Developing Alternative Treatments For Male Reproductive And Endocrine Disorders Using Deliverable Transgenics As Gene Therapy
Closing Date: 31 July 2020
This project focuses on the development of non-viral vectors for the delivery of transgenics to the adult testis. Findings from the proposed project will be applicable to both animal and human research for the investigation of male reproductive disorders.
Background Androgens are crucial for male health and wellbeing. Over 20% of men over 40 experience hypogonadism (low circulating testosterone levels) (Tajar, Forti et al. 2010) resulting in impaired reproductive physiology, an increased risk of cardiovascular-metabolic diseases and earlier mortality (Laughlin, Barrett-Connor et al. 2008, Saad and Gooren 2009, Saad and Gooren 2010, Morris and Channer 2012, Pye, Huhtaniemi et al. 2014). The causes of hypogonadism are multifactorial with both genetics and aging dramatically impacting Leydig cell function and number. Currently, treatment is limited to hormone replacement therapy; requiring expensive long term recurrent intervention and often inducing side effects with associated risks yet to be fully defined (Gagliano-Juca and Basaria 2019).
Therefore, the identification of new strategies for regulating endogenous steroidogenesis that are:
- Under hypothalamic-pituitary-gonadal axis control
- Address the multifactorial nature of hypogonadism, is crucial for maintaining male health throughout life.
Accelerating advancements in gene delivery technologies promise novel, personalised therapeutics that would prove beneficial for the millions of hypogonadal and infertile men. In 2016, >67% of gene therapy clinical trials utilised viral vectors as a delivery mechanism, technology the Smith group has recently refined for targeting Sertoli and Leydig cells, the somatic cells essential for steroidogenesis. Utilising this technology, we have rescued testis function in mouse models of disrupted steroidogenesis and infertility. This demonstrates the potential of this technology to treat male reproductive disorders such as hypogonadism and infertility. Though an ideal approach for treating hypogonadism, viral vectors are expensive to produce, have a questionable safety profile and can be difficult to manipulate . Drawing from the group’s expertise in deliverable transgenics in the testis , the student will first develop and characterise targeted organic nanoparticles as an alternative delivery system in the adult mouse testis before utilising this technology in proof of principle experiments, demonstrating rescue of testis function in mouse models of male reproductive disorders.
Project Summary Overview:
- Design and validate testicular somatic cell-targeting peptides.
- Generate and confirm targeting specificity of nanoparticles and fluorescent transgene delivery in vitro.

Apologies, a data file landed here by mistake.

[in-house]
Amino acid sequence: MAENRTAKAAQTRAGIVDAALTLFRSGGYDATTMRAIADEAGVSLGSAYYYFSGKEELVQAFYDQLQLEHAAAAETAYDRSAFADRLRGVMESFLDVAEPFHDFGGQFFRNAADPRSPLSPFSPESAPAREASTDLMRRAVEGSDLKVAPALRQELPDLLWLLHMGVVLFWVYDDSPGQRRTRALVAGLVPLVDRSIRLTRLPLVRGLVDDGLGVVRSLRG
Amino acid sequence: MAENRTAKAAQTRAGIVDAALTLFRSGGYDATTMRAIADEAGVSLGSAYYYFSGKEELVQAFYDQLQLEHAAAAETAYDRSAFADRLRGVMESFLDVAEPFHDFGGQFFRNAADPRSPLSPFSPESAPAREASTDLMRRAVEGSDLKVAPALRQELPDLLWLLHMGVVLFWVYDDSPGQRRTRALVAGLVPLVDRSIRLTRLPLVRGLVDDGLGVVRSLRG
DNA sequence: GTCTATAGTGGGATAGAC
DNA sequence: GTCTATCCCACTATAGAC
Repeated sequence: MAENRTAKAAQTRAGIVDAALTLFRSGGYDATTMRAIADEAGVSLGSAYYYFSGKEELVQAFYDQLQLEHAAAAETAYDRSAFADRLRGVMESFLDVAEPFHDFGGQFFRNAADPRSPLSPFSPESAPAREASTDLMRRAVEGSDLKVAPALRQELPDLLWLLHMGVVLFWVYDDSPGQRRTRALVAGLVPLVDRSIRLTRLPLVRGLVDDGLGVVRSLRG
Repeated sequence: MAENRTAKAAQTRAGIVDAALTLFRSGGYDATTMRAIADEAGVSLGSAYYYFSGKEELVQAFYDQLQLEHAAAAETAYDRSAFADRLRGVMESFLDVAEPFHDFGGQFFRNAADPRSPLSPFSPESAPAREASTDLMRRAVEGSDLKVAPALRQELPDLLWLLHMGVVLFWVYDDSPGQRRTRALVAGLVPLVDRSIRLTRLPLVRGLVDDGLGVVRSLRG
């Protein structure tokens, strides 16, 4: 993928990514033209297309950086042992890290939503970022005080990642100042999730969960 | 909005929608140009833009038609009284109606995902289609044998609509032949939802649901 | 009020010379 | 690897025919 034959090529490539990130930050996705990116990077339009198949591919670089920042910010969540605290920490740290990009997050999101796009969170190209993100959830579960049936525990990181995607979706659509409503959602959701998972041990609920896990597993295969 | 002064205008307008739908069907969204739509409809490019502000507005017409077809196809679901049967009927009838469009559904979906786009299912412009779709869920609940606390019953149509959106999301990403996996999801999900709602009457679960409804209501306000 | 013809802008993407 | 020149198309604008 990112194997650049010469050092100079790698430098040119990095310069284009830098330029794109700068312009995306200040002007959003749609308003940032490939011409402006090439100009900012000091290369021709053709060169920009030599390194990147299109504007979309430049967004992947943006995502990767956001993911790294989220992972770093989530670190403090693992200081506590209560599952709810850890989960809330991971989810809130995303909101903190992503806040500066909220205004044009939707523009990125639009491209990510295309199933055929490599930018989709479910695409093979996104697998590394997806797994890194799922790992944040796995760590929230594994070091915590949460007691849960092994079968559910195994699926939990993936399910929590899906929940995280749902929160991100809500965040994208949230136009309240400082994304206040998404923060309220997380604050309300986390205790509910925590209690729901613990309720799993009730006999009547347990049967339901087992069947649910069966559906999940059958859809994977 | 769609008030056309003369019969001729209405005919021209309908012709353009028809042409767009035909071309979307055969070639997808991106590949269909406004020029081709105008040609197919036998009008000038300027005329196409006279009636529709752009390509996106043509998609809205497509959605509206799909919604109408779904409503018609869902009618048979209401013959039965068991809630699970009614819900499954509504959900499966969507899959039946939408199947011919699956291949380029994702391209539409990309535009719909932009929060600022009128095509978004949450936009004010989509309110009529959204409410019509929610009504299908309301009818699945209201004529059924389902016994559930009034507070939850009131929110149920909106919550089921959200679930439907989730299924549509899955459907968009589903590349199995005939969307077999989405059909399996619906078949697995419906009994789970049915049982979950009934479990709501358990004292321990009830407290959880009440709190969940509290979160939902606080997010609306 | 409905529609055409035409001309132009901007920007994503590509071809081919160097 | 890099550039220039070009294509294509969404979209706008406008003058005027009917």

- Confirm cell-specific targeting of nanoparticles and delivery of fluorescent transgene in vivo.
- Utilise technology in proof of principle gene rescue experiments, demonstrating rescue of testis function following the delivery of ‘gene therapy nanoparticles’ in vivo.
Health/Wealth Benefits Tackling a complex and multifactorial condition such as hypogonadism is expected to have a significant impact on chronic and age-related clinical conditions associated with this disorder including cardiovascular disease, diabetes, obesity, and metabolic syndrome.
This project focuses on the development of non-viral vectors for the delivery of transgenics to the adult testis. Findings from the proposed project will be applicable to both animal and human research for the investigation of male reproductive disorders; nanoparticle targeting peptides can be designed and tested in vitro to confirm targeting in both murine and human testicular cells. The development of this technology will provide potential alternative treatments to those currently available to those suffering from male reproductive and endocrine disorders.
In addition to this, the development of this technology will also have wider implications within the research for the in vitro and in vivo modeling of human endocrine disorders.
Approaches and Skills:
- Development and investigation of transgenic mouse models * Analysis of testicular phenotypes
- Use of nanoparticle vector technologies
- Biochemistry techniques (Immunohistochemistry, western blotting)
- Cell Culture (2D and potentially 3D cell culture, viral and non-viral transfections)
- Molecular Biology (RNA/DNA/Protein extraction, PCR, qRT-PCR, Primer design, and validation)
- Cloning & vector construction
PhD Scholarship details
Funding: $28,092 per annum (2020 rate) indexed annually. The living allowance scholarship is for 3.5 years and the tuition fee scholarship is for four years.
Supervisor: Professor Lee Smith
Available to: Domestic students
The candidate will join a growing multi-disciplinary team, consisting of experts in the field. Applicants should have a strong work ethic, self-motivation, developed communication and teamwork skills. We are seeking applications from individuals who have completed first class or second-class upper honours degree in a Biomedical Science or equivalent degree with laboratory experience.
Professor Lee Smith
Dr Annalucia Darbey
Interested applicants should send an email expressing their interest along with scanned copies of their academic transcripts, CV, a brief statement of their research interests and a proposal that specifically links them to the research project.
Please send the email expressing interest to L.B.Smith@newcastle.edu.au by 5pm on 31 July 2020.
Applications Close 31 July 2020
|Contact||Professor Lee Smith|
|Phone||(02) 4921 5906|
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